The dominant theme of the book is that physics and cosmology have largely transitioned from a regime where empirical data drives theory development to one in which the consistency of a theory’s mathematics, an idea called “naturalness”, and less quantifiable notions of elegance, balance, and symmetry, are arbiters of the theory’s likely truth. Dr. Hossenfelder repeatedly asks why physicists think this should be so? She asks this of them literally, and the answer is there is only the one universe [that we know of], and one big bang. If there is more than one “fundamental principle” necessary to make the universe cohere one needs to explain how it is they are so perfectly coordinated. If everything there is began with a singular event, there should be a singular explanation. “One principle” is self-coordinating; simpler.

Let’s grant that this is a reasonable hypothesis. Everyone knows we do not yet have this single unifying principle. So while this conviction gives us a reason to keep looking, it says nothing about the truthfulness of intermediate theories nor, by itself, does it guarantee the truth of a given unifying theory. Traditionally, given a certain body of positive data (not a null result which at best tells us where not to look) the better theory is the one that explains more of that data without having to add fudges (arbitrary features) to fold disparate data into the explanation. This is the “naturalness problem”, and between it and beauty it is the more important claim because it is at least partially quantifiable.

Naturalness comes in two flavors. A theory is “more natural” if it has fewer arbitrary numbers, but also if such arbitrary numbers as it has are closer to 1. Why 1? Because if all the arbitrary values one needs are equal to 1 then they all cancel by multiplication or division and you end with no arbitrary parameters! Sometimes we set values to 1 (we often treat the speed of light way) to simplify solutions to equations. But we are not speaking here of solving equations, but of finding them. We find the parameters by measurement and we have measured many of them. From the viewpoint of theoretical physicists those measurements, when far from 1 are the data that most need explaining.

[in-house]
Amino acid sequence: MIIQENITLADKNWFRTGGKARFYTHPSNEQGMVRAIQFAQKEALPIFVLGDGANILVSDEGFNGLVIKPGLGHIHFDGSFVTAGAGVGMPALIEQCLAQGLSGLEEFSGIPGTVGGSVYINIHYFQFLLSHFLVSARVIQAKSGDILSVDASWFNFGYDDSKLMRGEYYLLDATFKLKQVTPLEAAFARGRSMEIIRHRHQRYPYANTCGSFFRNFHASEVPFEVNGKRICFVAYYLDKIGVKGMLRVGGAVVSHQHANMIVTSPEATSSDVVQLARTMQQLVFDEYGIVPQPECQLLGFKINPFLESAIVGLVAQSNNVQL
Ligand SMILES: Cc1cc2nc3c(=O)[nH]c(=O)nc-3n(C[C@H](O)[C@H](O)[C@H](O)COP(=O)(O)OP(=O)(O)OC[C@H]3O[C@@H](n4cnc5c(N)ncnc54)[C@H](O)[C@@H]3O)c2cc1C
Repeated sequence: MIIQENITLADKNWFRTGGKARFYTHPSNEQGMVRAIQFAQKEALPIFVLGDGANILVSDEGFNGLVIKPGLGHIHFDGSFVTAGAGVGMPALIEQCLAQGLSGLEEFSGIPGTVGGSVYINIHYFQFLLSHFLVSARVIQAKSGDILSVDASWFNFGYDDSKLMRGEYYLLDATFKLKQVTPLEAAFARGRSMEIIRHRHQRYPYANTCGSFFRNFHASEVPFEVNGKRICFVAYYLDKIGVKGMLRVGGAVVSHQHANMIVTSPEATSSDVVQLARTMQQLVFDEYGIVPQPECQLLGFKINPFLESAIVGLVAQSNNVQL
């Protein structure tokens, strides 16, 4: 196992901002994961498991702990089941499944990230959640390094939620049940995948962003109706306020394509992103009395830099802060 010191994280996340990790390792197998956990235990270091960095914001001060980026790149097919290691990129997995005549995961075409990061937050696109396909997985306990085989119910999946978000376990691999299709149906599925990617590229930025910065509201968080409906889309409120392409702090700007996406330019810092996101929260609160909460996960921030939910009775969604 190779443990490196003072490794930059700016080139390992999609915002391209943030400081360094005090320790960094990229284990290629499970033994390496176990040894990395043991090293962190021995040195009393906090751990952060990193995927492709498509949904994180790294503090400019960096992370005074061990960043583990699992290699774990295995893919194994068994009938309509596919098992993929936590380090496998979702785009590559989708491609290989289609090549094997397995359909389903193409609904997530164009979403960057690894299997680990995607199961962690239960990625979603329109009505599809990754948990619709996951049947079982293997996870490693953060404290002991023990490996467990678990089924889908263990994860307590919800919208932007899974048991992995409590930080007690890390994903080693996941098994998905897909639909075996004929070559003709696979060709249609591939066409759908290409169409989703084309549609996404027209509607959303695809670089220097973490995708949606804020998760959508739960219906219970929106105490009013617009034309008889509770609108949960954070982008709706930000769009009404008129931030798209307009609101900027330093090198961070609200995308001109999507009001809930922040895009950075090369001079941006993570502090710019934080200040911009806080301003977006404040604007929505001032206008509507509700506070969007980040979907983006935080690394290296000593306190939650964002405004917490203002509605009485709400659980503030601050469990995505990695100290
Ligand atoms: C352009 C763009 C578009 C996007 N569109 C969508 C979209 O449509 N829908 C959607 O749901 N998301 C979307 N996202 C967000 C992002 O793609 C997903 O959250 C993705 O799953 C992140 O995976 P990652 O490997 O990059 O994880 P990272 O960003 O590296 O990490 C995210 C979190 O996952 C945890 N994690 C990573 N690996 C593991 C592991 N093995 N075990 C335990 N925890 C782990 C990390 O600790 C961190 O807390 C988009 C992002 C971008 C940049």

Take for example one of the simplest of these, the proton/electron mass ratio which happens to be 1836.152… (the … meaning there are more decimals here). First notice that this is a unitless number. Numbers with units are not at issue. If we measure the mass of an electron in grams we will obviously get a number different from that same measurement in ounces. No one worries about such differences. But if one divides the mass of a proton (in grams) by the mass of the electron (in grams) we get that 1836 number and that same number comes out no matter what unit we use. Physicists think that this number cries out for an explanation. Why? After all, the ratio between the mass of the sun and the mass of the Earth is (roughly) 3.3 x 10^5, hardly near to 1. Why doesn’t that ratio cry out for an explanation?

The answer here is that we know of many planets surrounding many suns (and long before we found these we knew the mass of the 8 planets of our own solar system) and their ratios vary greatly. Because we know of so many examples, we understand that these values just come out as they do depending on specific circumstances having to do with forming solar systems. The Sun/Earth ratio just happens to be what it is, there is nothing particularly mysterious about it.